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2017 Patient preference and adherence

19. Nonpharmacological Interventions Targeted at Delirium Risk Factors, Delivered by Trained Volunteers (Medical and Psychology Students), Reduced Need for Antipsychotic Medications and the Length of Hospital Stay in Aged Patients Admitted to an Acute Interna (PubMed)

Nonpharmacological Interventions Targeted at Delirium Risk Factors, Delivered by Trained Volunteers (Medical and Psychology Students), Reduced Need for Antipsychotic Medications and the Length of Hospital Stay in Aged Patients Admitted to an Acute Interna Purpose. Effectiveness of nonpharmacological multicomponent prevention delivered by trained volunteers (medical and psychology students), targeted at delirium risk factors in geriatric inpatients, was assessed at an internal medicine ward (...) complications to the intervention group. The control group, selected using a retrospective individual matching strategy (1 : 1 ratio, regarding age, gender, and time of hospitalization), received standard care. Outcome Measures. Hospitalization time, deaths, falls, delirium episodes, and antipsychotic prescriptions were assessed retrospectively from medical documentation. Results. 130 patients (38.4% males) participated in the study, with 65 in the intervention group. Antipsychotic medications were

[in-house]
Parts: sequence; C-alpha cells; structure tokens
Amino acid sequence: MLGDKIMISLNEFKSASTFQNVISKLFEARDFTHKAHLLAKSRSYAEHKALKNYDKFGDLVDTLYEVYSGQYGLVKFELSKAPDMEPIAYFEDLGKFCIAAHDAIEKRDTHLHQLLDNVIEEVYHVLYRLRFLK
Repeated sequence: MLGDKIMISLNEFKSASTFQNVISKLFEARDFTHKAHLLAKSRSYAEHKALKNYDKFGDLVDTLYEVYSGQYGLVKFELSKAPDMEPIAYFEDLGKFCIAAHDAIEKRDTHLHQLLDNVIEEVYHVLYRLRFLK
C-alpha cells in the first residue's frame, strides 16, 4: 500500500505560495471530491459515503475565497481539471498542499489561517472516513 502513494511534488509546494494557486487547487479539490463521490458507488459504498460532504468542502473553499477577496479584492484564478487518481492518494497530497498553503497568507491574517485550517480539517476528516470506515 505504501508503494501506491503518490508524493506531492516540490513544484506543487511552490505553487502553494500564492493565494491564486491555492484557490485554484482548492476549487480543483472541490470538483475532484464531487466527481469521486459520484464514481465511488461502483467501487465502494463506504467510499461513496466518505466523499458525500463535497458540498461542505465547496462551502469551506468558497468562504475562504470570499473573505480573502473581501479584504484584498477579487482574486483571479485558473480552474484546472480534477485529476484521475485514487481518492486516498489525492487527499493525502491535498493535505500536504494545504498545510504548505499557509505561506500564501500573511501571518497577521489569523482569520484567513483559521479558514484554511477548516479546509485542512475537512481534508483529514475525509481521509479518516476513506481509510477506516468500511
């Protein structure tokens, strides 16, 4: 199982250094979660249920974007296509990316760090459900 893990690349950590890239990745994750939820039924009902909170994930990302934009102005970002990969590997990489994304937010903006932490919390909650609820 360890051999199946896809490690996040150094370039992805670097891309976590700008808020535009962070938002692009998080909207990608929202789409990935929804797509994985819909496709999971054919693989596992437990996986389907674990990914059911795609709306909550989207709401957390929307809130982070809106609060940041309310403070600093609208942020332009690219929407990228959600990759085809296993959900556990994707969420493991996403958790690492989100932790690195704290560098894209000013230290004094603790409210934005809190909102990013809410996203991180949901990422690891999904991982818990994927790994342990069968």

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2017 BioMed research international

20. Treatment continuation of four long-acting antipsychotic medications in the Netherlands and Belgium: A retrospective database study. (PubMed)